Thursday, December 22, 2011
Over the past 18 months or so, since I began paying attention to local politics (no apologies for that), there have been myriad reasons to feel not only the standard cynicism, naysaying nihilism to augment the area's decades-old psychic burden, but also disheartedness, disillusionment...and utter resignation.
However, unlike many in Hamilton, my focus isn't the natural one, that of 'the politicians'. It's not that I hold them blameless (hardly), it's not that I expect less than most and therefore aren't offended by what's presented as 'good governance' (ha!), and it's not that I'm eternally hopeful that somewhere in the mix, we're going to see a shining star reveal itself and guide us to a better place. (puhlease.)
I don't focus on 'them' simply because I believe fervently that-
Well, allow me to step back a bit and provide some context.
Wednesday, December 21, 2011
I think I might have to once again wade into the murky waters (for some, anyway) of 'How The Retail Landscape Has Changed, And Why Parking Meters Aren't The Villain'.
In the meantime, another one of Mr. Robertson's letters.
Thursday, December 15, 2011
The situation in Hamilton regarding the 'Peggy Chapman's Getting a Raise' kerfuffle is getting a little ripe.
Witness this commentary over at Raise the Hammer by Michael Borrelli, co-hort of mine on the inaugural Town Halls Hamilton effort.
So, given the title of this post, I'd like to pose a few questions.
This letter made it into the Stoney Creek News this week:
Thursday, December, 15, 2011 - 9:09:19 AM
Olde Town needs merchants with vision
Re; Fresh ideas needed for Stoney Creek, not user fees, Letters, Dec. 8
Few things make me sadder than when someone gets it right… while getting it so wrong.
W. Robertson’s letter of Dec. 8 is a great example. Yes, ‘fresh ideas are needed for Stoney Creek,’ specifically for ‘Olde Town Stoney Creek.’ But the villain isn’t “user fees.” I agree wholeheartedly with much of what the letter writer says, especially when they focus on the loss of community spirit. But I disagree with his verdict.
I have explored this topic ad nauseam on my community blog My Stoney Creek, examined the issues from every angle, looked at the history of the street, the market trends over 40-plus years, the whole paid-parking brouhaha, amalgamation with Hamilton, virtually the entire gamut of variables and contributing factors.
To answer the primary question as to why, on a Wednesday at 3:30 p.m. there are virtually no cars parked on King Street (aside from the simple answer that they’re parking for free in Municipal Lot 3), this: “There’s no ‘there,’ there.”
There’s very little reason for anyone to make the trip downtown. There’s insufficient incentive for people to venture into Olde Town Stoney Creek. Not because of parking fees...Dundas has a thriving downtown and they have weekday fees as well...but because what’s presented simply doesn’t compel people to travel there to shop.
This has little to do with politicians, no matter how great the urge is to look at parking fees as the great battle issue. This has to do with market trends and a lack of vision on the parts of property owners, with the emphasis on the latter.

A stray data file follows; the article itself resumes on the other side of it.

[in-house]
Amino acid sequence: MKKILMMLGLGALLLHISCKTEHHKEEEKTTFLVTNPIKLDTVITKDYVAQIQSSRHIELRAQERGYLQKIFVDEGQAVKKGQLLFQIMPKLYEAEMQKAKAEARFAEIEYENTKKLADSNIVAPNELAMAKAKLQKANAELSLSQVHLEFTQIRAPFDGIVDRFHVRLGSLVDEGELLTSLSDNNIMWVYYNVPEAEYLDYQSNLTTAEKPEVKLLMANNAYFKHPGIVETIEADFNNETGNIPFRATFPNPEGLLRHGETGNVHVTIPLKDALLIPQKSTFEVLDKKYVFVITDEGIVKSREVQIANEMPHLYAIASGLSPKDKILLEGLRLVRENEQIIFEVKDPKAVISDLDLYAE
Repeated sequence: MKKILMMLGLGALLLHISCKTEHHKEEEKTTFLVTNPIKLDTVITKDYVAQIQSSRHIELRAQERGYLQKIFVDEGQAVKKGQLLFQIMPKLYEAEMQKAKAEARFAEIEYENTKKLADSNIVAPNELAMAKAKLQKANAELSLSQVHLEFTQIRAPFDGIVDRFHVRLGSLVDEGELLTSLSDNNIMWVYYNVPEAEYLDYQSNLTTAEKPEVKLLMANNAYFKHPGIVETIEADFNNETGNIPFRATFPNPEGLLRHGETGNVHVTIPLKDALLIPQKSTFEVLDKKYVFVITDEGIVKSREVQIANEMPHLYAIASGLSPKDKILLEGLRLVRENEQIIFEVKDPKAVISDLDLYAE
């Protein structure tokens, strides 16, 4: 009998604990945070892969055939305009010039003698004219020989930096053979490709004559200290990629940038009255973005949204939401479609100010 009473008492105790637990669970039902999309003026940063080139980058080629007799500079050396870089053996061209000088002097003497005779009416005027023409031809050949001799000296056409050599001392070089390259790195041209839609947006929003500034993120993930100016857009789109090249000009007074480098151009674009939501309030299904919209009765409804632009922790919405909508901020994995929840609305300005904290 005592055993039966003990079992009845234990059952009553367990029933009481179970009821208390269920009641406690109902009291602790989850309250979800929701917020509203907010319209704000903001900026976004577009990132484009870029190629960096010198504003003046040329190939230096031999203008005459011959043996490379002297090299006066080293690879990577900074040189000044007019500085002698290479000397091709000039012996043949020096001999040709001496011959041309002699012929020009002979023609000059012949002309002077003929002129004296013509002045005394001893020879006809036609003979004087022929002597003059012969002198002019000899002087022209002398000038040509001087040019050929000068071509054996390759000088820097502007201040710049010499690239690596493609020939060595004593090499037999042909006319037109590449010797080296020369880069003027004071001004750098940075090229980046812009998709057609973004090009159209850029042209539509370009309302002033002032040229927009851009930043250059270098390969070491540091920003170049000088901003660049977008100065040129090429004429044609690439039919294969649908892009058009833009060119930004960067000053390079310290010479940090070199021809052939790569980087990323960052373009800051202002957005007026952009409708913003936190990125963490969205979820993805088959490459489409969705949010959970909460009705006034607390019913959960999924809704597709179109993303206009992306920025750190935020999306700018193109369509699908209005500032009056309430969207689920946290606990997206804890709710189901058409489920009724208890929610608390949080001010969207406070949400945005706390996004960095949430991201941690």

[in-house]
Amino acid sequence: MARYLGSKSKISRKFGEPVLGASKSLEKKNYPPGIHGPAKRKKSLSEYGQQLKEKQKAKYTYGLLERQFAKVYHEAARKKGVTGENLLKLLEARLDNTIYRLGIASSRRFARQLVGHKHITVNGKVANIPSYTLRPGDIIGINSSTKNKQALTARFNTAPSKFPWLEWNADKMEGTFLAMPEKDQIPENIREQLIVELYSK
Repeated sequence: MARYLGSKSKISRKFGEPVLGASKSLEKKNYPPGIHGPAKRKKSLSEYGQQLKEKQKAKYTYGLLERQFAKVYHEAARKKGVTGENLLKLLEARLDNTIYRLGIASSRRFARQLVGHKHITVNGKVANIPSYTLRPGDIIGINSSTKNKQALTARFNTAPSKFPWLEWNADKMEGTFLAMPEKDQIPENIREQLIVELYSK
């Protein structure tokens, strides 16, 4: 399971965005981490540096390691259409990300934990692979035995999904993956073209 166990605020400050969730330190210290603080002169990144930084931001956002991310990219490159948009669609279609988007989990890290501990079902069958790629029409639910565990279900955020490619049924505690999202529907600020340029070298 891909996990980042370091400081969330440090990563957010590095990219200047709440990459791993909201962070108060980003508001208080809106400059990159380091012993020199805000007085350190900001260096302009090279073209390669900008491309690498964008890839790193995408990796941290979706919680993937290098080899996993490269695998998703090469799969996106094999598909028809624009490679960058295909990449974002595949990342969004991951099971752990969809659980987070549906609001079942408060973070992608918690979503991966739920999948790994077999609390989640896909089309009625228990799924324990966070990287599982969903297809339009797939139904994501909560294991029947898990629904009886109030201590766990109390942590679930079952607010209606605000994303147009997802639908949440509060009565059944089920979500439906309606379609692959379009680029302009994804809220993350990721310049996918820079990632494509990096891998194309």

Wednesday, December 14, 2011
Ted Brellisford/The Hamilton Spectator
The recent mishandling by Mayor Bratina of Peggy Chapman's 'pay raise' is proving to be surpassed by those in the city who are now-
Well, how about I just post the quote?
All of us have talents as people, and Mr. Bratina does as well, particularly as a public figure OUTSIDE of politics. However, given recent events and the seemingly endless conflicts that have been a feature of his administration, I am left worndering if I am the only person who thinks he is not suited to the position of Mayor of Hamilton. Therefore, I would post an 11th wish: that Mr. Bratina do the right thing and resign.
(From this comment over at Raise the Hammer)
Wednesday, December 7, 2011
In the Dec 1 Spec, there was a column by Gwyn Morgan.
I responded to it there, but because we live in the Twitter age of brevity, I really only addressed one aspect of the gentleman's article.
"There is an adage that goes: “If you’re young and you’re not a socialist, you have no heart. If you’re older and you’re still a socialist, you have no brains.” So there’s some reason to hope that some of those young, ideologically misguided protesters may grow up to become productive, contributing members of society. There might even be a young Steve Jobs carrying one of those placards."
What a fabulous testimony to how clued-out someone can be. Never mind being egregiously dismissive and mired in arrogance.
I've Googled Mr. Morgan, and it's clear that he's been a mover-and-a-shaker with a social conscience...which just makes this column seem even more hilarious...and saddening. But to paraphrase, there's some reason to hope that this older, ideological captain-of-industry may evolve into a far more insightful and empathetic citizen.
Friday, December 2, 2011
Back in October, over at Town Halls Hamilton, I posted an editorial about 'The Great Governance Formula'.
I saw the accompanying photo online, and I was reminded of how much a part 'vision' plays in great governance.